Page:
The Credit CARD Act became law in 2009 with the intention of providing transparency for consumers on how their credit cards work, while restricting how card issuers can increase rates, charge fees and set deadlines. Now, with the act’s sixth anniversary this month, some studies show that consumers find their bills — and fees — easier to understand. At the core, though, your good credit habits are what make the law most effective.
Has the law helped consumers?
Some signs point to yes. A review of the act by researchers from New York University, the University of Chicago and the U.S. Treasury Department found that since its passage, fees (mostly over-limit, repricing and late payment) have been reduced “by an annualized 1.6% of average daily balances, with a decline of more than 5.3%” for those with lower FICO scores (less than 660). That has saved U.S. consumers about $11.9 billion a year, the researchers say.
Consumer confidence is also up. A 2011 survey by the Consumer Financial Protection Bureau found that cardholders believe statements are now easier to read and understand. In the same survey, 30% of participants making less than $25,000 a year said they now pay more than the minimum payment on their balance. This type of information-driven action was a major goal of the act.
A related review of the act by the CFPB notes that overall costs associated with credit cards are now weighed substantially toward front-end fees (interest and annual fees) rather than back-end fees (penalty fees and APR repricing). Most agree that this shift increases transparency, while making the actual costs associated with credit cards more clear.
However, critics of the Credit CARD Act say that while consumers have clearly saved money on fees directly affected by the act, the credit card industry has made up for it in other areas. The same NYU study also found a small rise in fee-based revenue toward the end of 2011, when the study concluded, particularly in accounts of those with credit scores below 660.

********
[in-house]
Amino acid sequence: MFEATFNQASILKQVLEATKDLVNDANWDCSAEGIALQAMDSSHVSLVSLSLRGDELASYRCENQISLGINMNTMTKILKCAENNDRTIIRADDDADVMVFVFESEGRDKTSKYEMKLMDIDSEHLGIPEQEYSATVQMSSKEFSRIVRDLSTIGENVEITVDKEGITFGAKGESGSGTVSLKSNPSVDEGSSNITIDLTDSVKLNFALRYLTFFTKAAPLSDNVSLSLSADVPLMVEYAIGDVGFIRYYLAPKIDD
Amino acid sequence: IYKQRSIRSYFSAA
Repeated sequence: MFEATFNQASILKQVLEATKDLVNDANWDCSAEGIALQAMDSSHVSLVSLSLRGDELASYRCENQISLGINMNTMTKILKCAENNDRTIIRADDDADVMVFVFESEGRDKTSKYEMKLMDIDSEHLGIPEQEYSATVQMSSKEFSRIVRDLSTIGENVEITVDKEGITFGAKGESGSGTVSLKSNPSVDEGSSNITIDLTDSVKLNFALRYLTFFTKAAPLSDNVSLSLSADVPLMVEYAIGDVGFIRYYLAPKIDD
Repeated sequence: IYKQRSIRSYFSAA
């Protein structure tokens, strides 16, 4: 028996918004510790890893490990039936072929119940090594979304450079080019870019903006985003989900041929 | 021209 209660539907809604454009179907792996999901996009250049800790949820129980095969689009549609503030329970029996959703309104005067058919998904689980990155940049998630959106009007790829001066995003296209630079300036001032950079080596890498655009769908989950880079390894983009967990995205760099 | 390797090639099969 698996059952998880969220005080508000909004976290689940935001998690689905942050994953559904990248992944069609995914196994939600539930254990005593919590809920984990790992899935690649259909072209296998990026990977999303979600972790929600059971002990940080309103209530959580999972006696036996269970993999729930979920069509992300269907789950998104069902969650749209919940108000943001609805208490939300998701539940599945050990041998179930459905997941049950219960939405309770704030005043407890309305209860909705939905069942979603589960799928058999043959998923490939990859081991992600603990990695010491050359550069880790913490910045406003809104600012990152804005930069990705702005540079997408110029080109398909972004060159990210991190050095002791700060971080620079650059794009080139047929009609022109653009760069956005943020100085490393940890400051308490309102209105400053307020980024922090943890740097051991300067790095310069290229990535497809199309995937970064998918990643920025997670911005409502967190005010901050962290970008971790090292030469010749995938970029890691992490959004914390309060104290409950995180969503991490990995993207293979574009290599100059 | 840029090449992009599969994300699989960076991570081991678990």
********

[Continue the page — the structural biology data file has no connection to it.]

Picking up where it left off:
Life before the Credit CARD Act
Before the act, issuers had much more freedom over how and when they could increase interest rates on a cardholder’s balance. With the act in place, guidelines now dictate the specific circumstances under which issuers can raise interest rates, such as a cardholder having missed two consecutive bill payments, or the end of a promotional period. In addition, if an issuer is raising a cardholder’s APR, it is usually required to give 45 days’ notice. (Exceptions include the end of promotional APR periods and if the prime rate goes up.)
The Credit CARD Act has also standardized a handful of informational requirements on monthly credit card statements. Cardholders are now presented with information such as how long it will take them to pay off their bill by making minimum payments, what level of payment is needed to pay off a balance within three years, and the amount of interest that has been charged throughout the life of the card. This portion of the act goes hand in hand with components that require issuers to set reasonable monthly payment deadlines, giving cardholders a clear idea of when their payment is due and providing ample time to submit it.
Additionally, people who found themselves burdened by recurrent overdraft fees were given some support from the act, which says cardholders must explicitly choose to allow over-the-limit spending. For those who do, the act notes that penalty fees must be “reasonable and proportional” to the violation. Similar boundaries also exist on late payment fees (most issuers interpret this as $25 for the first late payment, and $35 per violation thereafter).
In the end, it’s up to you
Many parts of the Credit CARD Act still require more time and more data collection to assess total effectiveness. If you pay your bills on time and manage credit responsibly, the Credit CARD Act at least helps you avoid some of the issuer traps once permitted by law. But it can’t protect you if you have poor credit habits. Brush up on how to use debt wisely to make the act work for you.
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